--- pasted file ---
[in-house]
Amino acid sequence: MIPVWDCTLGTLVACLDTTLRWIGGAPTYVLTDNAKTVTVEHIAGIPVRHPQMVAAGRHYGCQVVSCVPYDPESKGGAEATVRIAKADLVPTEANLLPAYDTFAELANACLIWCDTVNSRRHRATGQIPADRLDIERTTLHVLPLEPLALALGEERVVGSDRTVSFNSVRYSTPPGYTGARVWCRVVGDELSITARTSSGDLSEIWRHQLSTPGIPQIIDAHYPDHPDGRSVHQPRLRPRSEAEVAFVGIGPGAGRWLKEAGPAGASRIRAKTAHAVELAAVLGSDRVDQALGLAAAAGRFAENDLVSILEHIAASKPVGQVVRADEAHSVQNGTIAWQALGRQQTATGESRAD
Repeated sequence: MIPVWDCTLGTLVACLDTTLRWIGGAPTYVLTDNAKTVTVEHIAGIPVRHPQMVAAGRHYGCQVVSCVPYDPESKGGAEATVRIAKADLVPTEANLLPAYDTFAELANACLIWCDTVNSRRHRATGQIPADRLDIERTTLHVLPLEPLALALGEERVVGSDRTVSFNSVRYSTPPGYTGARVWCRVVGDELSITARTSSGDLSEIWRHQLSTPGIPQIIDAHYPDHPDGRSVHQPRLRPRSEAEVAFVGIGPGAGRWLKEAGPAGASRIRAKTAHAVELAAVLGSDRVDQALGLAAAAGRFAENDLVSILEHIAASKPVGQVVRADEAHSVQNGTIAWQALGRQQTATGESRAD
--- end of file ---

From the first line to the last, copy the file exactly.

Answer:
[in-house]
Amino acid sequence: MIPVWDCTLGTLVACLDTTLRWIGGAPTYVLTDNAKTVTVEHIAGIPVRHPQMVAAGRHYGCQVVSCVPYDPESKGGAEATVRIAKADLVPTEANLLPAYDTFAELANACLIWCDTVNSRRHRATGQIPADRLDIERTTLHVLPLEPLALALGEERVVGSDRTVSFNSVRYSTPPGYTGARVWCRVVGDELSITARTSSGDLSEIWRHQLSTPGIPQIIDAHYPDHPDGRSVHQPRLRPRSEAEVAFVGIGPGAGRWLKEAGPAGASRIRAKTAHAVELAAVLGSDRVDQALGLAAAAGRFAENDLVSILEHIAASKPVGQVVRADEAHSVQNGTIAWQALGRQQTATGESRAD
Repeated sequence: MIPVWDCTLGTLVACLDTTLRWIGGAPTYVLTDNAKTVTVEHIAGIPVRHPQMVAAGRHYGCQVVSCVPYDPESKGGAEATVRIAKADLVPTEANLLPAYDTFAELANACLIWCDTVNSRRHRATGQIPADRLDIERTTLHVLPLEPLALALGEERVVGSDRTVSFNSVRYSTPPGYTGARVWCRVVGDELSITARTSSGDLSEIWRHQLSTPGIPQIIDAHYPDHPDGRSVHQPRLRPRSEAEVAFVGIGPGAGRWLKEAGPAGASRIRAKTAHAVELAAVLGSDRVDQALGLAAAAGRFAENDLVSILEHIAASKPVGQVVRADEAHSVQNGTIAWQALGRQQTATGESRAD